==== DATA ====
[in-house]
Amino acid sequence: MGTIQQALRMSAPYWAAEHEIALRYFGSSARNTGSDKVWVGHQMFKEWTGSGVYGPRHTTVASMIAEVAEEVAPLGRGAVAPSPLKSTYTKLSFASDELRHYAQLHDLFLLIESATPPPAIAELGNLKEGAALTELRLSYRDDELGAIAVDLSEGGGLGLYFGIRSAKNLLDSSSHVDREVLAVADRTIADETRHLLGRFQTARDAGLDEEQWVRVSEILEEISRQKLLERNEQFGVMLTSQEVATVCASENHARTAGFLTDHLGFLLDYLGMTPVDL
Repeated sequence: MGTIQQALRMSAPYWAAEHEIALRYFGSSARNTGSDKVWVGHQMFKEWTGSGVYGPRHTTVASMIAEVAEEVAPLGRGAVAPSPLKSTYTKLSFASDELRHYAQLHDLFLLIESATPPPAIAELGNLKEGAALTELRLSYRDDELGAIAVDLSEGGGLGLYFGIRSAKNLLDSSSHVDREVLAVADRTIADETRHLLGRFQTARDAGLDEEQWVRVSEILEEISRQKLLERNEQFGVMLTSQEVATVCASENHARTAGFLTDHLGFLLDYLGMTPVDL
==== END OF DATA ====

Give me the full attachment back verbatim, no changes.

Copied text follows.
[in-house]
Amino acid sequence: MGTIQQALRMSAPYWAAEHEIALRYFGSSARNTGSDKVWVGHQMFKEWTGSGVYGPRHTTVASMIAEVAEEVAPLGRGAVAPSPLKSTYTKLSFASDELRHYAQLHDLFLLIESATPPPAIAELGNLKEGAALTELRLSYRDDELGAIAVDLSEGGGLGLYFGIRSAKNLLDSSSHVDREVLAVADRTIADETRHLLGRFQTARDAGLDEEQWVRVSEILEEISRQKLLERNEQFGVMLTSQEVATVCASENHARTAGFLTDHLGFLLDYLGMTPVDL
Repeated sequence: MGTIQQALRMSAPYWAAEHEIALRYFGSSARNTGSDKVWVGHQMFKEWTGSGVYGPRHTTVASMIAEVAEEVAPLGRGAVAPSPLKSTYTKLSFASDELRHYAQLHDLFLLIESATPPPAIAELGNLKEGAALTELRLSYRDDELGAIAVDLSEGGGLGLYFGIRSAKNLLDSSSHVDREVLAVADRTIADETRHLLGRFQTARDAGLDEEQWVRVSEILEEISRQKLLERNEQFGVMLTSQEVATVCASENHARTAGFLTDHLGFLLDYLGMTPVDL